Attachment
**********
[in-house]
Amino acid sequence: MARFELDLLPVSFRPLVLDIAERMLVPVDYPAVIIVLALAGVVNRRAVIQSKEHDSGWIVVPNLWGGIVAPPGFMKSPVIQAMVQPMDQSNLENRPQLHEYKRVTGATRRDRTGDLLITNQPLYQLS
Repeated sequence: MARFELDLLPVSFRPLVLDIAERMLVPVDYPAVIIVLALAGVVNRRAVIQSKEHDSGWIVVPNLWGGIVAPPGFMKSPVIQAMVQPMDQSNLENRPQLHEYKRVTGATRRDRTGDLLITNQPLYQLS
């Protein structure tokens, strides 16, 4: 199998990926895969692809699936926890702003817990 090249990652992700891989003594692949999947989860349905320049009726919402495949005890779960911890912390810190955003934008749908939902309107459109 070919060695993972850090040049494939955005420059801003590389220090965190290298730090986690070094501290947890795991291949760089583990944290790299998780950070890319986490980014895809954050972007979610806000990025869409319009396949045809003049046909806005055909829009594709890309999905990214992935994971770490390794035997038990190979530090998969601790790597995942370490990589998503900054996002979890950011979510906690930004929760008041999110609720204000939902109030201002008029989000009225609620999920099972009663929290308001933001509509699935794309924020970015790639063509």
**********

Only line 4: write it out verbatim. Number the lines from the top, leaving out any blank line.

């Protein structure tokens, strides 16, 4: 199998990926895969692809699936926890702003817990 090249990652992700891989003594692949999947989860349905320049009726919402495949005890779960911890912390810190955003934008749908939902309107459109 070919060695993972850090040049494939955005420059801003590389220090965190290298730090986690070094501290947890795991291949760089583990944290790299998780950070890319986490980014895809954050972007979610806000990025869409319009396949045809003049046909806005055909829009594709890309999905990214992935994971770490390794035997038990190979530090998969601790790597995942370490990589998503900054996002979890950011979510906690930004929760008041999110609720204000939902109030201002008029989000009225609620999920099972009663929290308001933001509509699935794309924020970015790639063509």